A common mistake made by HOA directors and/or management personnel is the belief that the association does not need to carry workers compensation insurance if they do not have employees. Under state laws, a homeowners association is subject to being held liable for employment related injuries if an unlicensed and/or uninsured service provider hired by the association, who the association believed to be an independent contractor, gets injured during the course of providing the services to the association.

The status of a service provider as either an independent contractor or an employee has substantial ramifications to a homeowners association. When a service provider is deemed to be a true independent contractor, the association does not have the same workers compensation insurance and tax withholding responsibilities that it has for employees. Furthermore, the association has less exposure for damages caused by a service providers negligence when the vendor is an independent contractor as opposed to an employee.

The Importance of Having a Proper License

State laws mandate that people and business entities that provide contracting services which are valued at a specified minimum amount (i.e. $500), be properly licensed. Being properly licensed requires both a business license, which is typically issued by the city in which the business is located, and a license to engage in the type of contracting business being operated by the service provider (i.e. painter, plumber, electrician, general contractor). Having an appropriate contractors license means that the person who is responsible for the business has been properly trained and educated in the area of the service being provided and has complied with required insurance and bonding requirements.

A homeowners association that hires an Unlicensed and/or Uninsured service providersto provide services for the association is deemed by state laws to be the employer of the contractor and all of the employees who work for the unlicensed contractor. Thus, if the unlicensed contractor or his/her/its employees suffer an injury while providing services to the association, the association is subject to being liable for damages suffered by the injured party. This liability is imposed even if the contractor lied to the association management personnel by falsely stating that he/she/it had the required license and insurance.

The Importance of Having Workers Compensation Insurance

In addition to being properly licensed, service providers must also be properly insured. Being properly insured necessitates various types of insurance including liability and workers compensation. Liability insurance carried by a service provider provides a certain amount of protection for those who suffer property damage or personal injuries due to conduct by the contractor that is covered by the terms of the insurance policy (i.e. negligence). Not having liability insurance may limit the ability for a homeowners association or other party to collect damages caused by the contractor, but it does not impose the same financial risks to the association that result from the contractor not having the required workers compensation insurance.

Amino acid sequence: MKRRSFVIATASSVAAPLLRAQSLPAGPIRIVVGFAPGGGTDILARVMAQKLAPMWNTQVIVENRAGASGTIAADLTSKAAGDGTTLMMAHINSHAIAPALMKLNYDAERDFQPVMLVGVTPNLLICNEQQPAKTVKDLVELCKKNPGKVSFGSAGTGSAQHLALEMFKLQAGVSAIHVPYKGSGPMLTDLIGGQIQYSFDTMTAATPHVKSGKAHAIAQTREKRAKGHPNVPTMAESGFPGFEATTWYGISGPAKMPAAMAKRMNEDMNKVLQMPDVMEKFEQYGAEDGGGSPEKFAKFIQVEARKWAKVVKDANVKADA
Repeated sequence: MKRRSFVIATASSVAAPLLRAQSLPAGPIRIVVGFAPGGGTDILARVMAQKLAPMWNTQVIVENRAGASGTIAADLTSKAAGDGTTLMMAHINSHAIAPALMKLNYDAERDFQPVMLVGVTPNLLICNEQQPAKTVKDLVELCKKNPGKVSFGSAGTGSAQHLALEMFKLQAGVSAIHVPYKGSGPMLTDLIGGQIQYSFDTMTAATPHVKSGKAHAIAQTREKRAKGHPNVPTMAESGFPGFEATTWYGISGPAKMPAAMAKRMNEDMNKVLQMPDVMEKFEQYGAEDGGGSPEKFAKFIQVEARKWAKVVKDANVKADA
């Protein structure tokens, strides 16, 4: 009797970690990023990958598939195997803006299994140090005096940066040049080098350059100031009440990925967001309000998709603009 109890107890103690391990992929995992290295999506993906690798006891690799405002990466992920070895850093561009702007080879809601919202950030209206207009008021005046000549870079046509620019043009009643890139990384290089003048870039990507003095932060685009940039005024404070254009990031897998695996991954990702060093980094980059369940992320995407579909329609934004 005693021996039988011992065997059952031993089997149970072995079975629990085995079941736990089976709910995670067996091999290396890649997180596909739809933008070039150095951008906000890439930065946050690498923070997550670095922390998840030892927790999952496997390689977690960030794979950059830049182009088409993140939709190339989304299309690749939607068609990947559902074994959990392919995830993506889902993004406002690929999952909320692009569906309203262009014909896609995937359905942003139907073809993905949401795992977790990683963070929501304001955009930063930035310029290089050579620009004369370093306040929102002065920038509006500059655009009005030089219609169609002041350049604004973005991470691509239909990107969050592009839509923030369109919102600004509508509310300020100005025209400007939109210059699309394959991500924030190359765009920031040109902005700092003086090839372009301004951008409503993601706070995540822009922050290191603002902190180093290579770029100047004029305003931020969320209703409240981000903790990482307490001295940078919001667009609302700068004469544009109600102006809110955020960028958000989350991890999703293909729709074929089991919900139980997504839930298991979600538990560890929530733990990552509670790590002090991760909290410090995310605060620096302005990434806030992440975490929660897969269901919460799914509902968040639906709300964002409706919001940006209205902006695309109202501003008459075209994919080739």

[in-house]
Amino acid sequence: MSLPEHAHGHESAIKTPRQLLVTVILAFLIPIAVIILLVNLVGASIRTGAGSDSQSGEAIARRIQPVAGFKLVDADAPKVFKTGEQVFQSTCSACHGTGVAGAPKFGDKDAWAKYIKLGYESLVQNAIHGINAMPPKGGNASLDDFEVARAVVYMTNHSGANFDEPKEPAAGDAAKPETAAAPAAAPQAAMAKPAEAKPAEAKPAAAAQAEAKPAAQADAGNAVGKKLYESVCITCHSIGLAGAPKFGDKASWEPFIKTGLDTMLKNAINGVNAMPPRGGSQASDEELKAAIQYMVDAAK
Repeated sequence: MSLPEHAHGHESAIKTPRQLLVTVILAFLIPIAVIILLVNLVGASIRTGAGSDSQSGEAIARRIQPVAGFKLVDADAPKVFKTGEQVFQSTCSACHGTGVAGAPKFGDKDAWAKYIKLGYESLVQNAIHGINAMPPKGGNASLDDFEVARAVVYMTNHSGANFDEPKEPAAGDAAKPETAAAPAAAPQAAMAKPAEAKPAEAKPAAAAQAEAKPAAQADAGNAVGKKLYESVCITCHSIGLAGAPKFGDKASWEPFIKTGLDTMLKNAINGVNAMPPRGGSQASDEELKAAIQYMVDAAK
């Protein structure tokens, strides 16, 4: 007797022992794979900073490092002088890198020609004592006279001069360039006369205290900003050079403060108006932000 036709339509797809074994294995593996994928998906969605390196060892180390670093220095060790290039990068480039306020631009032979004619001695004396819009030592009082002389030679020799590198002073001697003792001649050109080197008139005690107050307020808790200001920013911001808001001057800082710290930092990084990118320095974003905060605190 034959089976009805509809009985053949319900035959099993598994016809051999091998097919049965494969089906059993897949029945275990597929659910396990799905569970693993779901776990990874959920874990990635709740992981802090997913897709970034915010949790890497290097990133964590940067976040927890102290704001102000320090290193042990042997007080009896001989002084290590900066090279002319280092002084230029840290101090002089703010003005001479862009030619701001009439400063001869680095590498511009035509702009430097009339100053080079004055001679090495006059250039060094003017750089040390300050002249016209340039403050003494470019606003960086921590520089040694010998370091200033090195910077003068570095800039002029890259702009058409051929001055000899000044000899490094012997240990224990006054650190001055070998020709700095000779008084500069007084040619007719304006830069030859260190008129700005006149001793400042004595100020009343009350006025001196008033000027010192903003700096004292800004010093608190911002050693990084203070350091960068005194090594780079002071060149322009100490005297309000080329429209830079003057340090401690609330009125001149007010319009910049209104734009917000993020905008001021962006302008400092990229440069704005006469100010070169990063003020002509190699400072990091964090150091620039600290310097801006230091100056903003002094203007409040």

To protect against unanticipated losses that result from claims by injured workers that are not covered by workers compensation insurance, homeowners associations should purchase a workers compensation insurance policy— even in the absence of having any employees. Such a policy protects the association against liability if it turns out that someone who was believed to be properly licensed and insured is not. This is typically discovered after someone has been injured on the job and makes claims against those who are responsible for having the insurance that did not exist.

The cost of workers compensation insurance is dependent upon many different factors including the nature of the business obtaining the insurance, and the amount of the compensation that is paid to service providers that are not properly licensed and insured. Representatives of the insurance companies that provide workers compensation coverage typically perform annual audits of payroll and other records and/or require periodic reporting by the association to determine what the annual cost of the workers compensation is. The association will not be charged premiums for service providers that have provided the association with proper documentation to prove that they are licensed and insured.

Conclusion

Homeowners associations that hire unlicensed and/or uninsured service providers are subjected to substantial potential liability that could severely impact the associations finances. Because HOA directors are charged with fiduciary responsibilities to the associations members, they must be diligent and act responsibly in connection with the retention of service providers. Delegating the responsibility for the retention of service providers to property managers does not relieve the associations directors from their responsibilities so it is critical that proper procedures are followed by all those acting on behalf of the association in connection with the retention of service providers. Thus, there should be policies in place which mandate that all service providers retained by the association be properly licensed and insured. Association management personnel can verify the proper licensing and insurance coverage by investigating public records that are available on governmental agency websites and by requiring proof from the service providers. It is also extremely important for agreements with service providers to be properly documented, approved, and authorized by the associations board of directors. Proper documentation of contracts with service providers typically necessitates involvement by the associations legal counsel in the drafting of the agreement.